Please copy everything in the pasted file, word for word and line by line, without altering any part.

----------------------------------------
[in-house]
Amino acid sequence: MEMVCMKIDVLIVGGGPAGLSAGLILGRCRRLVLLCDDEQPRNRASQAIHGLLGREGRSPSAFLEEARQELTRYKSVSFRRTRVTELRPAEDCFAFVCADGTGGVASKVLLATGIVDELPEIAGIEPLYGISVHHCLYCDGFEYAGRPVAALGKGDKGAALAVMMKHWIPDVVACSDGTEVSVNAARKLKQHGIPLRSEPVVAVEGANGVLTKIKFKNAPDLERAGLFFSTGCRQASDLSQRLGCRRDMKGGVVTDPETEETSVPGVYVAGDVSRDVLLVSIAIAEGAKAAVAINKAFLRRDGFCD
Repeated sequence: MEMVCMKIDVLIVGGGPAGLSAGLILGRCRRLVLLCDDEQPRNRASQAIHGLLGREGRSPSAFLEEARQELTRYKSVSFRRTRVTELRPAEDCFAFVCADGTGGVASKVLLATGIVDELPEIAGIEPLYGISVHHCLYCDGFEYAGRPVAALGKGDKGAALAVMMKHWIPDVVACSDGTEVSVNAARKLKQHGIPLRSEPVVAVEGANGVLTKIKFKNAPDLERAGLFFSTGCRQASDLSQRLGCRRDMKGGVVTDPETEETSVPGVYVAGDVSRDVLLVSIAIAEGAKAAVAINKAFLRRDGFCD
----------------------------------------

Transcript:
[in-house]
Amino acid sequence: MEMVCMKIDVLIVGGGPAGLSAGLILGRCRRLVLLCDDEQPRNRASQAIHGLLGREGRSPSAFLEEARQELTRYKSVSFRRTRVTELRPAEDCFAFVCADGTGGVASKVLLATGIVDELPEIAGIEPLYGISVHHCLYCDGFEYAGRPVAALGKGDKGAALAVMMKHWIPDVVACSDGTEVSVNAARKLKQHGIPLRSEPVVAVEGANGVLTKIKFKNAPDLERAGLFFSTGCRQASDLSQRLGCRRDMKGGVVTDPETEETSVPGVYVAGDVSRDVLLVSIAIAEGAKAAVAINKAFLRRDGFCD
Repeated sequence: MEMVCMKIDVLIVGGGPAGLSAGLILGRCRRLVLLCDDEQPRNRASQAIHGLLGREGRSPSAFLEEARQELTRYKSVSFRRTRVTELRPAEDCFAFVCADGTGGVASKVLLATGIVDELPEIAGIEPLYGISVHHCLYCDGFEYAGRPVAALGKGDKGAALAVMMKHWIPDVVACSDGTEVSVNAARKLKQHGIPLRSEPVVAVEGANGVLTKIKFKNAPDLERAGLFFSTGCRQASDLSQRLGCRRDMKGGVVTDPETEETSVPGVYVAGDVSRDVLLVSIAIAEGAKAAVAINKAFLRRDGFCD